Tuesday, October 15, 2013

No Money, No Day in Court

E&S Express Inc. and Simon Ying v. United States, is another of those exasperating cases where a technicality prevents a judgment on the merits. That said, let me absolutely clear that the technicality involved is unquestionably the law and not something the Court could or should have ignored. Nevertheless, the result stinks for the importer.

Much like the most recent International Custom Products case involving imported white sauce, the sole question here is whether E&S has taken all the steps necessary to secure jurisdiction for the U.S. Court of International Trade to review a protest U.S. Customs and Border Protection denied. The two necessary steps are (1) a timely summons and (2) payment to Customs of all liquidated duties, fees, and taxes. It is the second prong that is the problem here.

E&S imported wooden bedroom furniture from China, which is subject to an antidumping duty order. At the time of entry, E&S deposited the estimated antidumping duties. Subsequent to importation, Customs billed  E&S for additional antidumping duties, to the tune of $76,895. That bill arrived after importation, after the goods had been sold, and about 10 months ater E&S dissolved. E&S protested the assessment, which was subsequently and separately rescinded by Commerce. But, E&S never paid the duties.

After Customs denied the protest, E&S filed suit in the Court of International Trade. The government then moved to dismiss based on E&S's failure to pay the duties.

E&S raised a number of arguments including that the retroactive application of the duty assessment against a dissolved company violated the company's due process rights. More interesting, E&S pointed out that its surety bond of $50,000 covered six of the nine entries at issue and, therefore, Customs could have collected duties on some of the entries. According to E&S, the Court should find the presence of the bond and the opportunity for Customs to collect sufficient to give the Court jurisdiction over at least six of the entries.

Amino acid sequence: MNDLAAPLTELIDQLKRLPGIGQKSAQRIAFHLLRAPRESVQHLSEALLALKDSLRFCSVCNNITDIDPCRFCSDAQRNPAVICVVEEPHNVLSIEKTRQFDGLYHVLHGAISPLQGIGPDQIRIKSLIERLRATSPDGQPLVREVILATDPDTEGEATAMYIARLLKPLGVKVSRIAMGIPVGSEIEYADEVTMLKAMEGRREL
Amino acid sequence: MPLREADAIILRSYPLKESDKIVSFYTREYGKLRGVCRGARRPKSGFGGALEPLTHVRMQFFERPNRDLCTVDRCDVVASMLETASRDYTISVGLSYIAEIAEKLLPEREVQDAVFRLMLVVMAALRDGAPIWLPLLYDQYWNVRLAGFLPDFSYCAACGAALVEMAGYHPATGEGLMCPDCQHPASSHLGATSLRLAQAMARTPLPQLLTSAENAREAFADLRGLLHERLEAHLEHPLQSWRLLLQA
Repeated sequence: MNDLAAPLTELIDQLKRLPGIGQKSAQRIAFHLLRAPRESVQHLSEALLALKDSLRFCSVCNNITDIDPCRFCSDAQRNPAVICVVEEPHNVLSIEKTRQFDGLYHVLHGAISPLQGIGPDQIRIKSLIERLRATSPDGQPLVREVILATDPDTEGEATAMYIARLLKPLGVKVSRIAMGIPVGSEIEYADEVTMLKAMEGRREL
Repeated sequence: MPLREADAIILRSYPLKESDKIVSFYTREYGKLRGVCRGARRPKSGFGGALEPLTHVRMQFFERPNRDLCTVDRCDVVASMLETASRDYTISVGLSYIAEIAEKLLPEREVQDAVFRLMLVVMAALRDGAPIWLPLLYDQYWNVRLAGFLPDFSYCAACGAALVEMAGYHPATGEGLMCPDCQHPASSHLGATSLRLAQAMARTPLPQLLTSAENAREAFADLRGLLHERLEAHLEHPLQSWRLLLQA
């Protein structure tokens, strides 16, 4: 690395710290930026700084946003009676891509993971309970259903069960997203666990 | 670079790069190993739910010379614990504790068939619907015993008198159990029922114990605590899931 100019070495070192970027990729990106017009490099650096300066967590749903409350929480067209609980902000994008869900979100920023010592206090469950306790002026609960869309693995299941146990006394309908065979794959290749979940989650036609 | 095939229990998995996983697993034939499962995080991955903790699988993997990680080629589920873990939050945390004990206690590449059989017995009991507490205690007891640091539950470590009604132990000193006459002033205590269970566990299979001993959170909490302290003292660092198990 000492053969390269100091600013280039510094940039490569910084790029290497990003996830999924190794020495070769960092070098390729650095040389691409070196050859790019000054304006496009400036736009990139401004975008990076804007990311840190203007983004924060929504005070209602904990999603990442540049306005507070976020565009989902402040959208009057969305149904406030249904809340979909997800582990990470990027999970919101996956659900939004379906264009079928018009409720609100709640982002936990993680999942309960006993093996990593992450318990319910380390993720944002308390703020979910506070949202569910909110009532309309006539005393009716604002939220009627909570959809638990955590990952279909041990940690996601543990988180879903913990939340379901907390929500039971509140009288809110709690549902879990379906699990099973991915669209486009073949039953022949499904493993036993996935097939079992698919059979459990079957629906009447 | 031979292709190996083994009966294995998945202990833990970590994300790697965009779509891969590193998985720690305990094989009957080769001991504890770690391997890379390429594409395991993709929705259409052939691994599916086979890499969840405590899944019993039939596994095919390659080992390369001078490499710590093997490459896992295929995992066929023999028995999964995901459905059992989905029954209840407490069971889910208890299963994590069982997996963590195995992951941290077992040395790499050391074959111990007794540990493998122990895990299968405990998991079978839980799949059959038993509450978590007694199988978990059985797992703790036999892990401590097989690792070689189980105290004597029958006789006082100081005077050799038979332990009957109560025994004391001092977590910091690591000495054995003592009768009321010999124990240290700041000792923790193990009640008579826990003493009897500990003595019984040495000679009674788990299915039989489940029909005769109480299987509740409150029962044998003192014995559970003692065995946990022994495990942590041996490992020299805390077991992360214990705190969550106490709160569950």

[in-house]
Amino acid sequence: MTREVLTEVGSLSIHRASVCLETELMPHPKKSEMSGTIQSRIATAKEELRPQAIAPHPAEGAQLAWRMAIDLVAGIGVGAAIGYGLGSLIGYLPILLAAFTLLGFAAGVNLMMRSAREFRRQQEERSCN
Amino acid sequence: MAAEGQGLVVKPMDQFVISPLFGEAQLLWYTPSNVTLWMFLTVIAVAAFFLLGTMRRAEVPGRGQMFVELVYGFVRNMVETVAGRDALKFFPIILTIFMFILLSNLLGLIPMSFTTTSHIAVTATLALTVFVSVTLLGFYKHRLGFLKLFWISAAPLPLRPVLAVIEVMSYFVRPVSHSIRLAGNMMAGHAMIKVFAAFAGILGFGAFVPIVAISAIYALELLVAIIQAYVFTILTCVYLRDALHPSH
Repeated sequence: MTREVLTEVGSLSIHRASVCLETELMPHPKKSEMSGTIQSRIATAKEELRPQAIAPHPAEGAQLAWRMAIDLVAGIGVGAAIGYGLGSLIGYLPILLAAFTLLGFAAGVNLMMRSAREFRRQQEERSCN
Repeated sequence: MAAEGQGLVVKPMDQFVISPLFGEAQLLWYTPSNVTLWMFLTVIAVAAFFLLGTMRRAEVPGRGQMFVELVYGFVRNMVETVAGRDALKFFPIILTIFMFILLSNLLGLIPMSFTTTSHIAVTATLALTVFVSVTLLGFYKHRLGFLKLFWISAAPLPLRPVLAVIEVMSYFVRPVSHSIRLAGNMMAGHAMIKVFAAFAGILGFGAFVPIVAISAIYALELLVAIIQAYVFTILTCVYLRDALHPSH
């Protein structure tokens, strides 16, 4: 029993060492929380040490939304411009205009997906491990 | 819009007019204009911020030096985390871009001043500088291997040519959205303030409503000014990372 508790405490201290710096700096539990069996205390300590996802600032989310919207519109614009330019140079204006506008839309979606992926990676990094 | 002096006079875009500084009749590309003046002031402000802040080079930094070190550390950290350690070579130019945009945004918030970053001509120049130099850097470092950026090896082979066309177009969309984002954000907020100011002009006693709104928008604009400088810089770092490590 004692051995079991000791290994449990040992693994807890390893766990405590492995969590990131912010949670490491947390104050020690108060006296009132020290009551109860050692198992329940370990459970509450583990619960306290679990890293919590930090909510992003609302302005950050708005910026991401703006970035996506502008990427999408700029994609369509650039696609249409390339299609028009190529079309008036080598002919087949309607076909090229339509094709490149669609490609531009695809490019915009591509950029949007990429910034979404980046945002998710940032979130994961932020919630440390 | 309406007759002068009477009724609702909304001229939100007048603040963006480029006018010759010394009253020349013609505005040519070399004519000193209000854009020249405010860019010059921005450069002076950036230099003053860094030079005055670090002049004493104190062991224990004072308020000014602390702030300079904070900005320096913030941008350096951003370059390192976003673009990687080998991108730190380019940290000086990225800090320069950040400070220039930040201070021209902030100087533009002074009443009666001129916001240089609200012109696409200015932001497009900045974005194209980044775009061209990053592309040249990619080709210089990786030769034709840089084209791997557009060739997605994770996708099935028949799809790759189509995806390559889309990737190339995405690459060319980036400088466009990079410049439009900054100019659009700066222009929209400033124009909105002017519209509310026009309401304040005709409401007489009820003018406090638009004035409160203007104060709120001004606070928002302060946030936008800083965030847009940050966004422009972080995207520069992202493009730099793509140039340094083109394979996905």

The Court did not see a way to do that. The statute, 28 U.S.C. § 2636(a)(1), is clear that the party seeking judicial review must pay the duties before getting its day in Court. E&S, having failed to satisfy that requirement, has not perfected its claim. The Court of International Trade, therefore, had no jurisdiction and the Court dismissed the case.

That said, this can be an onerous requirement. That is far more clear from the International Custom Products case. Perhaps Congress should consider an alternative whereby the plaintiff secures a bond to proceed in Court. That is how appeals work in many courts, which require a bond to secure payment of the judgment. From a litigation strategy position, E&S might have been able to work out a deal by which Customs denied only a single protest to serve as a test. E&S would then have been able to deposit a smaller sum of money and proceed to a judgment on the merits. I recognize that is nothing more than Monday morning quarterbacking, but it might have worked. Obviously, that would also depend on the good graces of Customs.

Lastly, if E&S is out of business, I wonder if there is any way for CBP to collect. If this case is really about protecting Mr. Ying, Counsel for E&S should be sure to read Trek Leather.

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